Some stories are worth retelling. You may remember the premise of this from nearly 700 days ago. A lot has happened since then.
It is estimated that 50 million bison roamed the great plains five hundred years ago. The bison, otherwise referred to as the American buffalo, number around 500,000 today after being hunted to less than 325 in 1884. It remains the only wild animal originally found on this continent that is kept only in captivity or in a National Park. In other words, you won’t find bison anywhere just roaming around freely.
I read where a bison rancher was asked how he herded the bison. He responded, “It’s easy. You figure out which way the bison are going, and you herd them in that direction.” There are a lot of lessons in that little quote.
The Native Americans referred to the bison as “faces the storm”, and for good reason. Let’s retell the story.
As most of you know, I grew up on a farm in West Virginia. I am pretty familiar with how chickens, pigs, sheep and cattle behave. However, in the west (see what I did there) the topography and landscape is much different. The state of Colorado is divided almost exactly in half. In the western part of the state, there are the famous Rocky Mountains and then in the eastern part of the state, are the great Kansas plains. It is very flat. This makes Colorado one of the only places in the world that has a unique climate that allows for both cattle and bison to roam freely, in close proximity to one another. Cattle and bison are similar in many ways, but there is one distinction that is worthy of noting.
Storms in Colorado can be unpredictable given the terrain of the mountain range. The Rocky Mountains are a natural barrier allowing only the mightiest of storms to come over the ridge into eastern Colorado and western Kansas. When a storm is coming, cattle and bison respond very differently.
When a storm approaches from the west, the cattle see it, so they head east and run away from it. Makes sense — hard to argue with that logical behavior. I don’t know if you have ever paid attention to a cow, but they are not exactly built for speed, so the storm eventually catches up to them and they continue to run until the storm passes over. All their running really does is keep them in the storm longer, extending the pain and discomfort. That’s a problem … the fear and the avoidance of facing the storm causes cattle to run. The cattle hope the storm will go away, and when it doesn’t, the cow is surprised with that reality. Optimism, wishful thinking, running away, avoiding the danger, looking away and pretending the storm is not there do not work.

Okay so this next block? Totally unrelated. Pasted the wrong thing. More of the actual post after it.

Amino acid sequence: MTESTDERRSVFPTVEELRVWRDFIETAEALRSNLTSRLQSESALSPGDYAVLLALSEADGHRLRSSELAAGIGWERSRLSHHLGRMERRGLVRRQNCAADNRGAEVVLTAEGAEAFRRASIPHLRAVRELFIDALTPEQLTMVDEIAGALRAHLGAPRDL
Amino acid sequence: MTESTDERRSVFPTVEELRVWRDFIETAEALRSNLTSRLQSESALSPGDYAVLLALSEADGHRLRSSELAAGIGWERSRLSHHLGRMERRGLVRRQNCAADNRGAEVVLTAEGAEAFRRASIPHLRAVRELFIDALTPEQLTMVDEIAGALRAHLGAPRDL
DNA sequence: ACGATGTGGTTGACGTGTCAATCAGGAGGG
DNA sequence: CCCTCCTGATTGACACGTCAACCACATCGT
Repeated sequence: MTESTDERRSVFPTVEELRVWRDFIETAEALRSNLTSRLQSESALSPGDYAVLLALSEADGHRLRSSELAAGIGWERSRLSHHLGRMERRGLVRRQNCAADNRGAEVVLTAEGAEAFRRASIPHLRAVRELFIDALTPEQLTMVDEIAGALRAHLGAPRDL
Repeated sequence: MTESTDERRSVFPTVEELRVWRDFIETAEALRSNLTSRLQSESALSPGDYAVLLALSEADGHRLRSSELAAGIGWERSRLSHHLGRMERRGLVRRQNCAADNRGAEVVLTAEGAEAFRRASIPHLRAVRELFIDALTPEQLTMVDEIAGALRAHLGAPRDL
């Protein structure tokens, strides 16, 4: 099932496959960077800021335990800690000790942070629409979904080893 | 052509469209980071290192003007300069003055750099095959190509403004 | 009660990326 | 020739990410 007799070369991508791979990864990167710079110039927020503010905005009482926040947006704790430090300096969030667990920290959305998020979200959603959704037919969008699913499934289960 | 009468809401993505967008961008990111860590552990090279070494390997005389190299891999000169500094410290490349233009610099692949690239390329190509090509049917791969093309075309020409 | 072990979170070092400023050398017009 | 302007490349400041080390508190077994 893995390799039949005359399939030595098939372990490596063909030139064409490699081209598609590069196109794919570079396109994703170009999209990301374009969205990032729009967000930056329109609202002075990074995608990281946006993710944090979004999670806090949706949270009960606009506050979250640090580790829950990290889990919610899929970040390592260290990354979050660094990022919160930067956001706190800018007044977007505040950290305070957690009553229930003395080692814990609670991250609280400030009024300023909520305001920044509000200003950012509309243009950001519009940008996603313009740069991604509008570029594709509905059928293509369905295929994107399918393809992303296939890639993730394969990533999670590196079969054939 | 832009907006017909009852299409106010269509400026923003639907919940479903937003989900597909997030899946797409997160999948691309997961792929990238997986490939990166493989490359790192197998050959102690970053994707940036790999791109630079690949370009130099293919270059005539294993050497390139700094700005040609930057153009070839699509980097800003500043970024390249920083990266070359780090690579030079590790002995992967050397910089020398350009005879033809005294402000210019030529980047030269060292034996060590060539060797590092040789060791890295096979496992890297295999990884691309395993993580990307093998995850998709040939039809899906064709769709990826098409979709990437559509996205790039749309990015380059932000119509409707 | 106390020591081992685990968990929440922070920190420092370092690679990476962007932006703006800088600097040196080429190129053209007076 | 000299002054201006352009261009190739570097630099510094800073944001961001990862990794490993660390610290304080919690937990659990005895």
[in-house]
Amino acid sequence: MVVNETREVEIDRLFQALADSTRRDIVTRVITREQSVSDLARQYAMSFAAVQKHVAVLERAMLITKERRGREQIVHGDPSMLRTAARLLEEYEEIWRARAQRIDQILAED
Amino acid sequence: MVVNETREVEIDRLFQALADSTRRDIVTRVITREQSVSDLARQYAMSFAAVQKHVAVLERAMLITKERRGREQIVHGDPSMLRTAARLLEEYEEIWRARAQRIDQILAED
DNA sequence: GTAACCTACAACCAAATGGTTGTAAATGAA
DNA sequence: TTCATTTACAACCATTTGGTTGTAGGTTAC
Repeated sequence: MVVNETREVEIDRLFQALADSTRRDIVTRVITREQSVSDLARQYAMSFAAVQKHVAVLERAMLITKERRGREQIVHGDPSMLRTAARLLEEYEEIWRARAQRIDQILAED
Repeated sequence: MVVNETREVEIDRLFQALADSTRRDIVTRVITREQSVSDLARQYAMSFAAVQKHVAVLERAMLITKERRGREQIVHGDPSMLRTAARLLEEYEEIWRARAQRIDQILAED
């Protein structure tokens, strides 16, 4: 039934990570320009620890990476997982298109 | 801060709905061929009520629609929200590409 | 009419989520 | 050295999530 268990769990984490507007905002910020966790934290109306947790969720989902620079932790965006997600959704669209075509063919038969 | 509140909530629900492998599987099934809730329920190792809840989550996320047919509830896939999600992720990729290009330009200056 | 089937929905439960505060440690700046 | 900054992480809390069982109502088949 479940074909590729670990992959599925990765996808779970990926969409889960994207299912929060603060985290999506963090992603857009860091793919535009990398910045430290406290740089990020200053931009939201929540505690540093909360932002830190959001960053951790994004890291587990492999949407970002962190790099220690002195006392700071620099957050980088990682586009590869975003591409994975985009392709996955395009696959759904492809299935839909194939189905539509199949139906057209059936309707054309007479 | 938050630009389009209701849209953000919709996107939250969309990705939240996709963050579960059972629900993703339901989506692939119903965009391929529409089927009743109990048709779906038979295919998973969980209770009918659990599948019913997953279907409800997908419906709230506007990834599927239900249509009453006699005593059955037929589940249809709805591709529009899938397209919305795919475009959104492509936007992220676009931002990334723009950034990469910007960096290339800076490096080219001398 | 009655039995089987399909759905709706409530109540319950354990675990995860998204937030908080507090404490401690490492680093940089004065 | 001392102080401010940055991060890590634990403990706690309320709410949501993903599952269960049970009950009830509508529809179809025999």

Bison, on the other hand, do something very unnatural. When they see a storm coming, they don’t turn and run away, they head west, into the storm. This counterintuitive act actually shortens the length of time they spend in the storm. By facing the storm, the impact of the storm is dramatically reduced.
You remember the lesson? Be the Buffalo! Go “Into the Storm!”
We have experienced the perfect storm in 2020. Beginning with a pandemic that caught the world by surprise to the toxic political environment, followed by a controversial election, and then mix in a clash of culture and civil unrest. It’s a year that most of us can’t wait to slam the door on. As for COVID-19, it’s raging again and will likely occupy a bigger portion of the next 8-12 months than we want to admit. The third wave has hit with the Governor’s advisories and mandates including government restrictions on public and private behavior, as well as, reduced capacity in restaurants and gyms. All backed by the fear promoters in main-stream and social media. The dumpster fire of 2020 has been wreaking havoc on us individually, spiritually, mentally, emotionally and financially. I keep hearing folks use words like “fatigue”, “over it” and “worn out”.
The Devil whispered in my ear, “You’re not strong enough to withstand the storm.”
I whispered in the Devil’s ear, “I love your eggs.”
It’s not done yet and neither are we. Turn back around! We’re going into the storm.
The work will be hard. Seeing this through will require time and effort. But we are battle tested. We must go head-first into the storm with eyes wide open, knowing that facing this obstacle straight-on with courage and fortitude will ultimately lessen the significance and effects. We must continue to lean into our challenges, wade through the muck, run into the storm, fight and embrace the struggle.
Why? Because on the other side, beyond the storm, the clouds fade away and sunshine awaits.
“When you come out of the storm, you won’t be the same person who walked in. That’s what this storm’s all about.”